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Energy crisis

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energy

It’s a murky picture but Howard Weston, commercial energy broker at Midland Business Solutions, sheds some light on what shops can do to tackle rising energy prices

Where are we at with energy prices? 

There is so much speculation but wholesale energy prices are still massively high, there are no two ways about it. Shops coming out of their contracts now aren’t going to get anything better than double their current rates. There may be slight fluctuations, but we’ve got to brace ourselves for at least another 18 months before we see any respite in prices.

Should shops coming to the end of a fixed contract look at agreeing to a new one? 

This is an area that is causing some confusion because of what people are  hearing in the news regarding home energy prices. Commercial energy and domestic energy are two completely separate entities. Regarding home/domestic energy, everyone knows there is no point being in a fixed rate contract as typically they are 30-50% more expensive than staying out of contract and on the variable rate, which is capped by the government. The commercial sector couldn’t be more different. Even though prices are massively higher at the moment, being out of contract for your commercial energy can be another 50-60% higher than being in a fixed rate contract. To keep it simple, your businesses must be in a contract.

You mention the price cap on domestic energy, can you see this introduced for commercial energy?

It would be a fantastic idea but I feel it’s very unlikely because it’s too big a hole for the government to fill. It’s something like eight times the National Health budget. Unfortunately, our energy strategy over the last 20 years has been really poor. We’re the fifth-largest economy in the world and we haven’t looked after our energy requirements, which means we rely on importing an awful lot of our gas and electricity and we are paying the consequences now.

What is your advice to shops coming to the end of a fixed contract?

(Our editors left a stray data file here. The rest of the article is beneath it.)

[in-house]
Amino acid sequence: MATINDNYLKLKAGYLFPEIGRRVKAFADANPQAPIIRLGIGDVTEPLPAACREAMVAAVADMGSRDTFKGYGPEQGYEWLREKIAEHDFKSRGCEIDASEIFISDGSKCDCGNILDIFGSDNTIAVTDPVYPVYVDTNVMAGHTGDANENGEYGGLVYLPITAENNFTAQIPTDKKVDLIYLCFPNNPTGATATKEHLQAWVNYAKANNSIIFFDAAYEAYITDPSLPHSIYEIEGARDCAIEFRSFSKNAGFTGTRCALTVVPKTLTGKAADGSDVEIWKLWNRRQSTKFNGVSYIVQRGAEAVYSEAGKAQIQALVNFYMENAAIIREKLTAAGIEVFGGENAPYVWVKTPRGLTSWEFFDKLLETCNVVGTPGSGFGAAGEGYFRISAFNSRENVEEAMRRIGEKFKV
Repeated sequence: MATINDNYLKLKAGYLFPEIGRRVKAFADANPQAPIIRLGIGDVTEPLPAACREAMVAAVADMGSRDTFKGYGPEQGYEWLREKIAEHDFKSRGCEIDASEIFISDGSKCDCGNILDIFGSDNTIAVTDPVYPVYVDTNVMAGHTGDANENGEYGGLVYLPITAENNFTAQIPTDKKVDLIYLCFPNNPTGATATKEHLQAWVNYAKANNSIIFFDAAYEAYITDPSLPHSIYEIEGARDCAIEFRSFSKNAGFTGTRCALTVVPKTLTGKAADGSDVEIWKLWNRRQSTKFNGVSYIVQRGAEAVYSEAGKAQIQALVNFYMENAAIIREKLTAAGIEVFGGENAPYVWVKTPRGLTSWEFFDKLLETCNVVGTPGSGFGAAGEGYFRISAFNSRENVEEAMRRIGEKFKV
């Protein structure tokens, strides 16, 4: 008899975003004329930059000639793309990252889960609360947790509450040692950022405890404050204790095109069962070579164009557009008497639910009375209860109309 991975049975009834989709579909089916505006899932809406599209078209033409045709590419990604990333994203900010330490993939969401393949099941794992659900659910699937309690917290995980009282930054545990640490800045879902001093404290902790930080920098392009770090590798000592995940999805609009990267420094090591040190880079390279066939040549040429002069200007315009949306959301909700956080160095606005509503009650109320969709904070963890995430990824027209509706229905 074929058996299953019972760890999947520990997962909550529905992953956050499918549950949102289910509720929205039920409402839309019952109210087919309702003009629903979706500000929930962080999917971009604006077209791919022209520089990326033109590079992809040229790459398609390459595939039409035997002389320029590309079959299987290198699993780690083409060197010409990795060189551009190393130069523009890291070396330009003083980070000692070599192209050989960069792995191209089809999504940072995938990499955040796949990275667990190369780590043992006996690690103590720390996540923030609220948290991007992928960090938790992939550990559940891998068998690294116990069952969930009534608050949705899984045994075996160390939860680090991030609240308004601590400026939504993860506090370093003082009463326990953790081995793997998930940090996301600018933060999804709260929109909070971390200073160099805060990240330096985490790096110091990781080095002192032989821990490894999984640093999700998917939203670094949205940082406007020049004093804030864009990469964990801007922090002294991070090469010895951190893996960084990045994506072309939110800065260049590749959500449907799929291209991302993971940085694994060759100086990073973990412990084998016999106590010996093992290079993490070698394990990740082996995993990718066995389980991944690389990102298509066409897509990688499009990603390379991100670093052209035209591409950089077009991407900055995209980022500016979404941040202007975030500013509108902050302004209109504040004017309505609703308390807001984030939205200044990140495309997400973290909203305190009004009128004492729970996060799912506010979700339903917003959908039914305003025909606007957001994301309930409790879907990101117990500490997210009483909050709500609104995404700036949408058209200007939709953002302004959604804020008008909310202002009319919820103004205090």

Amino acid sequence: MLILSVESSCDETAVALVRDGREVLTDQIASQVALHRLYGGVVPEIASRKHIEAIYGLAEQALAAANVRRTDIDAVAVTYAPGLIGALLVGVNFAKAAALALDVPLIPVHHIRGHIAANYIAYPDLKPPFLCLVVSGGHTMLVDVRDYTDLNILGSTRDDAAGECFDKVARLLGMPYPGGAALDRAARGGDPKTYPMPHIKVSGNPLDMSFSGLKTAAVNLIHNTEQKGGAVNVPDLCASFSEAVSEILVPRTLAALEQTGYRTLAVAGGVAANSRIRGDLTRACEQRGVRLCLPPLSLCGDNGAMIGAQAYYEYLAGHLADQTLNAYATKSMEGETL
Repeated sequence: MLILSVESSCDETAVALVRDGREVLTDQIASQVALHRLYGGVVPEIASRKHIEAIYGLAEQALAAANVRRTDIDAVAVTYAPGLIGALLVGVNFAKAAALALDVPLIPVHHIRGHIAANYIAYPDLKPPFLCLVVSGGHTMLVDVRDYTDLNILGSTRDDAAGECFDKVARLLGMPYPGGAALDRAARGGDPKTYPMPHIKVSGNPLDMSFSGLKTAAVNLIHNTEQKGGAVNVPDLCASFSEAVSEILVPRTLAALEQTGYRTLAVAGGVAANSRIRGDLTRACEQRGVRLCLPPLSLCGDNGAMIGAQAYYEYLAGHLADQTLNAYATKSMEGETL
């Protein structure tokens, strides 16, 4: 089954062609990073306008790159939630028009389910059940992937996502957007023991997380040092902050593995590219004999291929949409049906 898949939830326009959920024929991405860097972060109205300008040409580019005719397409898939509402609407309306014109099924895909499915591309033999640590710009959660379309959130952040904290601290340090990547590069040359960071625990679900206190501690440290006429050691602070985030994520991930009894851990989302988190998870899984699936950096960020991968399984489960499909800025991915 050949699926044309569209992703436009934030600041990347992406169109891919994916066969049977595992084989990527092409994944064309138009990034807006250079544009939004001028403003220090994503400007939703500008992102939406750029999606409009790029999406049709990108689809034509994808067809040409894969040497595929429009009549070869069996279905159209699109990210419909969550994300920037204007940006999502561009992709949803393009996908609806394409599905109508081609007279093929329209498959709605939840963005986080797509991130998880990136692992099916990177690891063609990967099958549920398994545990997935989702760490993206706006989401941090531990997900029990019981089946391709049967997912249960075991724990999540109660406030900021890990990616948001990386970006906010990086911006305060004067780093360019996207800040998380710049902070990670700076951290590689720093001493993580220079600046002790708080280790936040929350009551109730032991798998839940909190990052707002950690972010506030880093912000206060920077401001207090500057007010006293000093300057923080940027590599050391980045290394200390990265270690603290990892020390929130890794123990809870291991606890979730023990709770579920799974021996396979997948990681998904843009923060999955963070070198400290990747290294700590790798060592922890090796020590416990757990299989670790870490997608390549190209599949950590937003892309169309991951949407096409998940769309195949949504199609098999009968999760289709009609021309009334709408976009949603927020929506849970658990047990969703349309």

I’m seeing a lot of brokers selling longer-term contracts, but it doesn’t sit comfortably with me to have customers agreeing to three or four year contracts while the prices are at the highest they’ve ever been. I would generally be happier with customers agreeing a two-year contract but, sadly, three year contracts are cheaper than two years, and one-year contracts are even more expensive so I understand it’s difficult when the figures are put in front of people. But certainly, if you’re planning long term, I think two years is a better option for most people at this moment in time.

Is there anything shops can do to tackle these price increases?

Unfortunately, there is only so much a business can do and I think a majority will be doing everything they can anyway. If you’re in a fortunate position to be able to afford it, investing in newer, more energy efficient equipment such as frying ranges and fridges will be a huge benefit. You can optimise your opening times and put LED light bulbs in but it’s only scratching the surface. Operators are swimming against the tide. There will be some shops who, through luck, came out of their contract last year, fixed for three years and are not being affected at all. But if you’ve come to the end of your contract in the last few months or you’re coming to the end of your contract in the oncoming months, you’re at the mercy of the market and you could be paying twice as much as your nearest competitor for your gas and electric, which could be the difference of £30,000 a year. 

I’ve seen a few shops add solar panels, is this a realistic option?

I’ve dealt with the electric contract for a shop that has just put solar panels on their roof. It is a significant outlay but if you’re in it for the long term, if you own the building and you have the roof space, it’s something to consider because electricity is never going to come back down to the prices it has been in years gone by. The electricity you generate you can sell back to the grid – although it’s a pittance at almost a fifth of what you currently pay for it – so it’s best to use that to power your own business and cut your own bills. 

What about an energy audit? 

It probably wouldn’t be top of my list because it adds a further cost to a business and I think the majority of operators know where they’re using most of their energy. It may be worth some of the bigger shops or those run by managers to look at it as they might not be quite so aware. An alternative is to get an energy display monitor, which is similar to a smart meter but it’s a small screen that shows how much energy you’re using at particular periods. It doesn’t change things drastically, but it makes you aware of when you are consuming the most energy for you to potentially make small changes.

What should shops do if they get into trouble paying their energy bills?

If you run into problems, putting your head in the sand is the worst thing you could do. Speak to your energy company and ask to be put onto a payment plan because if you stop paying or get behind, you’ll get red letters and then what starts to happen is they put extra charges on – late payment fees, disconnection letters, which could be £100 – and it just makes the whole situation worse. Paying by direct debit is always the cheapest way to pay, but if you cancel your direct debit all you’ll do is end up paying up to 7% more. So speak to your energy supplier, they will want to work with you. 

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